As you already know, any declaration that is annotated with @objc or @objcMembers is exposed to the Objective-C runtime, and Periphery will assume they are in use. However, you should also be aware that any class that inherits from NSObject is also implicitly exposed to Objective-C. If you ever come across a situation where Periphery reports that all methods and properties within a class - but not the class itself - are unused, then the class likely inherits from NSObject. It may be worth your time doing a cursory run of Periphery with --no-retain-objc-annotated, you may find a few extra declarations to remove. Though be warned, many declarations reported as unused may still be in use by Objective-C code, so you'll need to take extra care when reviewing them.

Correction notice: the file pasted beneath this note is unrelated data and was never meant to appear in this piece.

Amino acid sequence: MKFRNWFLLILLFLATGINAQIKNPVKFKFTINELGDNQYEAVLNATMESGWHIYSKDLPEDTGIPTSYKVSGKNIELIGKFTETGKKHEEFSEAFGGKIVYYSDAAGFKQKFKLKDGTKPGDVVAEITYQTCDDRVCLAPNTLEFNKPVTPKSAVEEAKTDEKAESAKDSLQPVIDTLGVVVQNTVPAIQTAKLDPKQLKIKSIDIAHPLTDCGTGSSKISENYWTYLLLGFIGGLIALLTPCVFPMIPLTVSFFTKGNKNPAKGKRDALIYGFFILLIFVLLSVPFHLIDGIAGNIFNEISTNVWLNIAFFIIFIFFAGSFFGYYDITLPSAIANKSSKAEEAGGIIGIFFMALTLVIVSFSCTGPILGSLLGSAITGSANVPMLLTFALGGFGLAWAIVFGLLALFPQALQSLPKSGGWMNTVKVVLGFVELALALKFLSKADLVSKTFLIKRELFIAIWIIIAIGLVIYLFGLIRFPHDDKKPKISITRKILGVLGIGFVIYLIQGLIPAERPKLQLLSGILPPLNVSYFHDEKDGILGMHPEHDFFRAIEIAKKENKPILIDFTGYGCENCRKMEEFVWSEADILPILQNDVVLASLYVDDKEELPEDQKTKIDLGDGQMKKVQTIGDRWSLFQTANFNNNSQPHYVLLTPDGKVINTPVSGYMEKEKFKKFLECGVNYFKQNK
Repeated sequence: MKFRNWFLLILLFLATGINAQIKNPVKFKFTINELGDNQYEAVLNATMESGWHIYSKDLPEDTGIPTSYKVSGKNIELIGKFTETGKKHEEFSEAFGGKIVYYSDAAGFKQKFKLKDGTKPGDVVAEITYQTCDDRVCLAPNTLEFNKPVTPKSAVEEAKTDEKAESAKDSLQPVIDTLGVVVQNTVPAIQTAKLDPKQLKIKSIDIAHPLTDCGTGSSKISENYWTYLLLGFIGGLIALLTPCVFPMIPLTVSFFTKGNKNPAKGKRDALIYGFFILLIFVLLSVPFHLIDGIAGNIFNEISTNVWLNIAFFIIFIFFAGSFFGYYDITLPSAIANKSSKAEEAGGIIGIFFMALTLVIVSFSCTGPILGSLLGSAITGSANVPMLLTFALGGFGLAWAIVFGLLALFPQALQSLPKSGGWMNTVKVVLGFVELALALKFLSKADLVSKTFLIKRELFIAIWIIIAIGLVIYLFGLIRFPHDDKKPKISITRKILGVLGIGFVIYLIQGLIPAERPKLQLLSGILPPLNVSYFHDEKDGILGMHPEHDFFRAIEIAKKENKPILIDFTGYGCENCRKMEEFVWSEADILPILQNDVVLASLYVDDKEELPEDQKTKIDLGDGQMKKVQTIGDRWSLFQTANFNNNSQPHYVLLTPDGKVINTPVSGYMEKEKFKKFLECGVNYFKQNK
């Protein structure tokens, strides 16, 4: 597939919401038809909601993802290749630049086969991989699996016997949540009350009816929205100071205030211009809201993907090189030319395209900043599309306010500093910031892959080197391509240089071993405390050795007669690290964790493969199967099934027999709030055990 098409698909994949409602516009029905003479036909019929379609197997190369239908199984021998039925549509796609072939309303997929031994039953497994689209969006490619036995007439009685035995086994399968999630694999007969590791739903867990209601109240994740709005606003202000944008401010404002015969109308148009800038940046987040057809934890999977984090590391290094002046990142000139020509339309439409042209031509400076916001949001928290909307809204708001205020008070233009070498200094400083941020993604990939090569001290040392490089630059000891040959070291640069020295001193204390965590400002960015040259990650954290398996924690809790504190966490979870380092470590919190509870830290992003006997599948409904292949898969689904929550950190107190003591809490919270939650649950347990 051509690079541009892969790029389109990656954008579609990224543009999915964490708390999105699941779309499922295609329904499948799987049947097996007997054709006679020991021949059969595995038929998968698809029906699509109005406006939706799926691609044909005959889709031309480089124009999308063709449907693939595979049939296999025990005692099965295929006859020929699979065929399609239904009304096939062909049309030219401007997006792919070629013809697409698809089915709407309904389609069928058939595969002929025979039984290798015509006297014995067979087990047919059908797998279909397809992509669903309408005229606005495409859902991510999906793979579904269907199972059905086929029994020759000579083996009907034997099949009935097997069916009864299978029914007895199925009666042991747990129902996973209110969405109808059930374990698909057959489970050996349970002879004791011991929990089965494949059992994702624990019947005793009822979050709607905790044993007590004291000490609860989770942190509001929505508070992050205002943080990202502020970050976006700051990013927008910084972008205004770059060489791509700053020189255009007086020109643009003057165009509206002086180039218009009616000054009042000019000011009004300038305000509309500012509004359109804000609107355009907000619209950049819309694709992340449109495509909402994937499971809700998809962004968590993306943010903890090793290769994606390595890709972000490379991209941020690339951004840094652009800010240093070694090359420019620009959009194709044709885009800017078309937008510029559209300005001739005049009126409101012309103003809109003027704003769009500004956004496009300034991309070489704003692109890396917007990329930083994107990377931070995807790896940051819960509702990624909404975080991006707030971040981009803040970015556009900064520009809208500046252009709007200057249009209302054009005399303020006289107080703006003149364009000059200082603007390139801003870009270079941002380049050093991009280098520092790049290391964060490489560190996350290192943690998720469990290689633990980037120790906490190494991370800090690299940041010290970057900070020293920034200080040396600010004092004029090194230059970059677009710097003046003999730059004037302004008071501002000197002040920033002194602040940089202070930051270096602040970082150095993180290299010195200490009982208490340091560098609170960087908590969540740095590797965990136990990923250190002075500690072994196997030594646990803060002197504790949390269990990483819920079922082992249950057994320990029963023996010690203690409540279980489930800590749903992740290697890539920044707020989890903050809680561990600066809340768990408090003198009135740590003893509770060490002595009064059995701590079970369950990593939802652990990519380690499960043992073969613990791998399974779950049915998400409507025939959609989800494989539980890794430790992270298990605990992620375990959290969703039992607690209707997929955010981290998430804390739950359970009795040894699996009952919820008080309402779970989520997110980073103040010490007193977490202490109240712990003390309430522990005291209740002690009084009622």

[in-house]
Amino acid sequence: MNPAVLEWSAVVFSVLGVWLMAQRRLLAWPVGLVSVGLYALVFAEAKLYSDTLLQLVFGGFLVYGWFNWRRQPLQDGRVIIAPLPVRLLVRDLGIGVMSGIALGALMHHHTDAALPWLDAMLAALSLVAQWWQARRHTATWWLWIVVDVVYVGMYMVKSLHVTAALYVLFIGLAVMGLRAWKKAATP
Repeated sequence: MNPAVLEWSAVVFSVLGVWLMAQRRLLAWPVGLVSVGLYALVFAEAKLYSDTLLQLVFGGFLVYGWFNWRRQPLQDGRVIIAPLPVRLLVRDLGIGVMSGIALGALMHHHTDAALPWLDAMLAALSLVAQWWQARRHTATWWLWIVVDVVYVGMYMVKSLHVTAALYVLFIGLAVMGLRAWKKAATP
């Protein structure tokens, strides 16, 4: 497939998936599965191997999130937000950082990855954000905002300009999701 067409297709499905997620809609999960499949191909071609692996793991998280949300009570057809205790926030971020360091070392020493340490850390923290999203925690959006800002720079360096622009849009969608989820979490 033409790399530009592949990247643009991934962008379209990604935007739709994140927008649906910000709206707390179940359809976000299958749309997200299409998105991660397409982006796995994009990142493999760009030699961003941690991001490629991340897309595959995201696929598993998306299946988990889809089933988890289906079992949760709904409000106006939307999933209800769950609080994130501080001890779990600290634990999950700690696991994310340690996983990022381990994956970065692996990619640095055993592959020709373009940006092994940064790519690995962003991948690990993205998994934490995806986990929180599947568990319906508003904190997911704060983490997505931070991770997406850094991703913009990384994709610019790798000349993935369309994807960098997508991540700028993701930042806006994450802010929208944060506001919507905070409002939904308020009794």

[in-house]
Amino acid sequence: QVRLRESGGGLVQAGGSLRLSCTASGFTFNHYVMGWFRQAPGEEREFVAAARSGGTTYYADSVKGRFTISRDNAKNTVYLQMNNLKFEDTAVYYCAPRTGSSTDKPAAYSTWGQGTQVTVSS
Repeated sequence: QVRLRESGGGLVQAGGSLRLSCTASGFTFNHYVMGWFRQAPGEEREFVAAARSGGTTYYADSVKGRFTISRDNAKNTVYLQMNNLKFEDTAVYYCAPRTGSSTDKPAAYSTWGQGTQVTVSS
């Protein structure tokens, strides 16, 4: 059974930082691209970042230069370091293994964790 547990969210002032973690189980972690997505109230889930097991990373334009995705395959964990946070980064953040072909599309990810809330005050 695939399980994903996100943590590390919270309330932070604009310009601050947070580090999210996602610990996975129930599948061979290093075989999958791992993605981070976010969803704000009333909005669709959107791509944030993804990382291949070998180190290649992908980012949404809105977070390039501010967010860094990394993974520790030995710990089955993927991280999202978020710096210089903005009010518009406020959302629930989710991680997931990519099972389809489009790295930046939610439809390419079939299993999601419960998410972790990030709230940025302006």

Global Equatable Operators

Periphery is currently unable to identify if an Equatable infix operator is in use if it is defined at global scope. For example:

class MyClass: Equatable {}

func == (lhs: MyClass, rhs: MyClass) -> Bool {
    return true

Therefore, by default, Periphery will assume all global Equatable infix operators are in use. However, when operating with Aggressive Analysis, such operators will be reported as unused. Clearly, false negative results are unwanted, so you can resolve this by moving the operator within the class, or into an extension.

class MyClass {}

extension MyClass: Equatable {
    static func == (lhs: MyClass, rhs: MyClass) -> Bool {
        return true